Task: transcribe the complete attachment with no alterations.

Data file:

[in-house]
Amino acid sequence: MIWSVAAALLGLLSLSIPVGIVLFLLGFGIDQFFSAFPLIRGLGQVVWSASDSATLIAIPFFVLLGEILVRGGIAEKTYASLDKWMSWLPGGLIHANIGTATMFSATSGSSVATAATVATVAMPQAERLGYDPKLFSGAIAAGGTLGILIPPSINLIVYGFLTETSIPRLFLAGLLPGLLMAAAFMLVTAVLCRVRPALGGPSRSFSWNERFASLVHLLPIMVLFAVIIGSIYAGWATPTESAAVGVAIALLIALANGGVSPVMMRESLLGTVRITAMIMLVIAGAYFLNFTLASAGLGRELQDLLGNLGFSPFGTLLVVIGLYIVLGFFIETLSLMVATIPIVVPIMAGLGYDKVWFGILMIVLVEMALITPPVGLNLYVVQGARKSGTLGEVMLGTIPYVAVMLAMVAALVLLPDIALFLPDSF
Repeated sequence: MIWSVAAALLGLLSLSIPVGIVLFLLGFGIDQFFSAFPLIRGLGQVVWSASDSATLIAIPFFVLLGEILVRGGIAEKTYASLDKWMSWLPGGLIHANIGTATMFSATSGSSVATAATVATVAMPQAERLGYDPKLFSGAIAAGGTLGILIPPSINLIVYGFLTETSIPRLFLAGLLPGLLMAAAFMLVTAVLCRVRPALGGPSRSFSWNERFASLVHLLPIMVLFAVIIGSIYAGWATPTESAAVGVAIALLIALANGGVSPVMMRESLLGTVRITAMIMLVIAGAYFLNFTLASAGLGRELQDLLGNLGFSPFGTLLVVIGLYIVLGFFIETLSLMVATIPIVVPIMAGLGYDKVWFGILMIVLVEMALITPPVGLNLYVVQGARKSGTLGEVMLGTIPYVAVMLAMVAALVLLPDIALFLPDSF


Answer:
[in-house]
Amino acid sequence: MIWSVAAALLGLLSLSIPVGIVLFLLGFGIDQFFSAFPLIRGLGQVVWSASDSATLIAIPFFVLLGEILVRGGIAEKTYASLDKWMSWLPGGLIHANIGTATMFSATSGSSVATAATVATVAMPQAERLGYDPKLFSGAIAAGGTLGILIPPSINLIVYGFLTETSIPRLFLAGLLPGLLMAAAFMLVTAVLCRVRPALGGPSRSFSWNERFASLVHLLPIMVLFAVIIGSIYAGWATPTESAAVGVAIALLIALANGGVSPVMMRESLLGTVRITAMIMLVIAGAYFLNFTLASAGLGRELQDLLGNLGFSPFGTLLVVIGLYIVLGFFIETLSLMVATIPIVVPIMAGLGYDKVWFGILMIVLVEMALITPPVGLNLYVVQGARKSGTLGEVMLGTIPYVAVMLAMVAALVLLPDIALFLPDSF
Repeated sequence: MIWSVAAALLGLLSLSIPVGIVLFLLGFGIDQFFSAFPLIRGLGQVVWSASDSATLIAIPFFVLLGEILVRGGIAEKTYASLDKWMSWLPGGLIHANIGTATMFSATSGSSVATAATVATVAMPQAERLGYDPKLFSGAIAAGGTLGILIPPSINLIVYGFLTETSIPRLFLAGLLPGLLMAAAFMLVTAVLCRVRPALGGPSRSFSWNERFASLVHLLPIMVLFAVIIGSIYAGWATPTESAAVGVAIALLIALANGGVSPVMMRESLLGTVRITAMIMLVIAGAYFLNFTLASAGLGRELQDLLGNLGFSPFGTLLVVIGLYIVLGFFIETLSLMVATIPIVVPIMAGLGYDKVWFGILMIVLVEMALITPPVGLNLYVVQGARKSGTLGEVMLGTIPYVAVMLAMVAALVLLPDIALFLPDSF